LEDs might light up our lives

A better bulb? They are energy-efficient but quality is issue


February 25, 2005|By Frank D. Roylance | Frank D. Roylance,SUN STAFF

It was a bright idea, but the incandescent light bulb that illuminates most of our homes hasn't changed much since Thomas A. Edison invented the first practical model in 1879.

It's still fragile and grossly inefficient, wasting 90 percent of the energy we put into it producing heat instead of light.

"It's not really an elegant solution," said E. Fred Schubert, an engineering professor at Rensselaer Polytechnic Institute in Troy, N.Y. "It has been around for 100 years, yes. But now it's time for the better light bulb."

Researchers around the world think they've found one. Engineers in industry, academia and government labs are in a race to replace the familiar light bulb with solid-state light-emitting diodes, or LEDs.

Already used to illuminate telephone keypads, watches and Christmas lights, LEDs employ semiconductors to produce light with almost no heat. They last for years and operate on a fraction of the electricity incandescent bulbs need to produce the same amount of light.

Researchers are looking for ways to extract more light from LED chips - to make them larger, cooler, cheaper and more efficient - while improving the color of the light they emit.

If they can match the quality of conventional lights - and scientists are confident they can - LEDs might catch on in homes and offices, halving the amount of electricity we generate for lighting.

That's huge. Americans use more than 8 "quads," meaning 8 quadrillion British thermal units of energy, on lighting every year.

By 2025, according to the Department of Energy, solid-state lighting could knock as much as $15 billion from electric bills in the commercial sector, and $5 billion more from residential bills.

"If we had, say, 100 major power plants in the United States, we could switch 12 1/2 of them off," Schubert said. "It's an enormous amount, and it is the single biggest potential for ... electrical energy savings."

As a bonus, by 2025 the reductions would keep 28 million tons of carbon from power plant emissions out of the atmosphere each year. Mercury pollution from coal combustion also would be reduced.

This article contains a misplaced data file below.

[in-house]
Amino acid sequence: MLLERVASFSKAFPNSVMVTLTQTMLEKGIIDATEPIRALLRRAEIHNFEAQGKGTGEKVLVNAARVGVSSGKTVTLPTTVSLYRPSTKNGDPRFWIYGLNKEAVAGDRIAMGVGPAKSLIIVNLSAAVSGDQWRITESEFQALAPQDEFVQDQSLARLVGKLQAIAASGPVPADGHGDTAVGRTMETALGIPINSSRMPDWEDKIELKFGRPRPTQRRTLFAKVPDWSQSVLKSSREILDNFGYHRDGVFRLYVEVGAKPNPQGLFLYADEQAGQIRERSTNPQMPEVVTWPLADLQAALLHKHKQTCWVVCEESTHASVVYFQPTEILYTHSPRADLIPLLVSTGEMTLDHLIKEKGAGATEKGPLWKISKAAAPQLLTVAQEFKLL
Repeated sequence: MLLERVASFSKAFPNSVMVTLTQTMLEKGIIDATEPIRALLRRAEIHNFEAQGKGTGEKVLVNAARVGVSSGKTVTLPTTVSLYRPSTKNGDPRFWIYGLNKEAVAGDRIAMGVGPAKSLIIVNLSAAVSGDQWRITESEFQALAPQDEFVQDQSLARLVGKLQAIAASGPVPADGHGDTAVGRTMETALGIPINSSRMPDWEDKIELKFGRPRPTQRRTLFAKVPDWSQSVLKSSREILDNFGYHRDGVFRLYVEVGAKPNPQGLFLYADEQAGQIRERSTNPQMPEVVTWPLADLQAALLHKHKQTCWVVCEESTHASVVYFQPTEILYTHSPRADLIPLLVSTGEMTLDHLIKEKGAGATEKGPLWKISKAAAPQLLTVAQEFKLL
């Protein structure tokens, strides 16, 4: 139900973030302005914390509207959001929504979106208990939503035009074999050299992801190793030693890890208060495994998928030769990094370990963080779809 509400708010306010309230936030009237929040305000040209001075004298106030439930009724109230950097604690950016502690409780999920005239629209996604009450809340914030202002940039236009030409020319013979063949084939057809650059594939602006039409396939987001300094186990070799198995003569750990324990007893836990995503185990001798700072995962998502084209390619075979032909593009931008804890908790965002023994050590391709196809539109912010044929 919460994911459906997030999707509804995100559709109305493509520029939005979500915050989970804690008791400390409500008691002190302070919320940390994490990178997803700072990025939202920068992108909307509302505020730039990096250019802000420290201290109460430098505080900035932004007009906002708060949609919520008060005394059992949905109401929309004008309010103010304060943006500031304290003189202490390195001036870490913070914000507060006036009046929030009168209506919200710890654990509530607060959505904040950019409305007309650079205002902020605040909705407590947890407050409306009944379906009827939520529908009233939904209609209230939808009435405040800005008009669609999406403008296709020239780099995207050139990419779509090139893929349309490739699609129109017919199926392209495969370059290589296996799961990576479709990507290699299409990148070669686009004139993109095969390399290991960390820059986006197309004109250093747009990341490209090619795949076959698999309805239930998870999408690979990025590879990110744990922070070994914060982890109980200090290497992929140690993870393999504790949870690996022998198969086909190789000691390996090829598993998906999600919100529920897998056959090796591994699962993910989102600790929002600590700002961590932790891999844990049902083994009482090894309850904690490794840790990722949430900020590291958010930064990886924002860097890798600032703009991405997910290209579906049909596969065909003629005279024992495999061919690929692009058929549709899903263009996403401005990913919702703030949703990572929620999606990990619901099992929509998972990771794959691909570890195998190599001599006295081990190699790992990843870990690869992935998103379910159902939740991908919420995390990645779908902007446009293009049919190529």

"There's a lot of interest all over the world in this technology," said Jeff Tsao, a lighting researcher at the Sandia National Laboratory in Albuquerque, N.M.

The Department of Energy has provided more than $50 million for 45 LED research projects since 2002. Sandia recently sponsored a three-year "grand challenge" that brought together 30 of the nation's top scientists to tackle key challenges facing LED development.

"They made a lot of progress," Tsao said. But there is plenty of competition from Japan, Taiwan, South Korea and some institutions in Europe. "I would say the U.S. and Asia are sort of neck and neck," he said.

Traditional incandescent lights work by sending an electric current through a glowing filament, usually made of tungsten. They're cheap and produce a pleasing, warm, yellowish light. Engineers rate them close to the top of the 100-point "color-rendering index" (CRI) that measures a light's ability to render the true colors of objects and people.

But incandescent filaments don't glow until they're heated to more than 3,600 degrees Fahrenheit, which makes them wasteful and limits their life to a few thousand hours.

The second most popular fixture - the fluorescent bulb - is cooler, longer-lasting and far more efficient. It produces 83 lumens of light per watt of electricity, more than six times as much as an incandescent light.

Fluorescents work by passing electric current through a gas-filled tube, which causes mercury inside to emit invisible ultraviolet light. The UV light strikes a phosphorescent coating on the glass, making it glow.

They're cheap to buy and use, but not everyone likes the color of fluorescent light. "If you've ever tried to switch a really critical light in the house to a fluorescent or a compact fluorescent, your wife will say you can't do that," Tsao observed. "The color quality is not as rich and warm and true to what they're supposed to look like."

As a result, outside of the kitchen, homeowners have never warmed to fluorescents, even the efficient and durable "compact" variety designed for conventional house lamps.

Having witnessed that consumer resistance, LED researchers "don't want to go down that road again," Tsao said.

Hence the industry's challenge: produce affordable white LEDs that match the color-rendering quality of incandescent bulbs - and make them more efficient than fluorescents.

It's won't be easy.

Although costs are falling, the LEDs remain expensive to produce: $190 per 1,000 lumens of light (roughly equivalent to a 75-watt incandescent). That compares to 60 cents per thousand for incandescents and 73 cents for fluorescents, according to 2003 data from the Department of Energy. The price gap has limited LEDs to low-power and specialized applications.

On the plus side, the LED yields 30 to 50 lumens per watt - far better than incandescents, but not yet equal to fluorescents.

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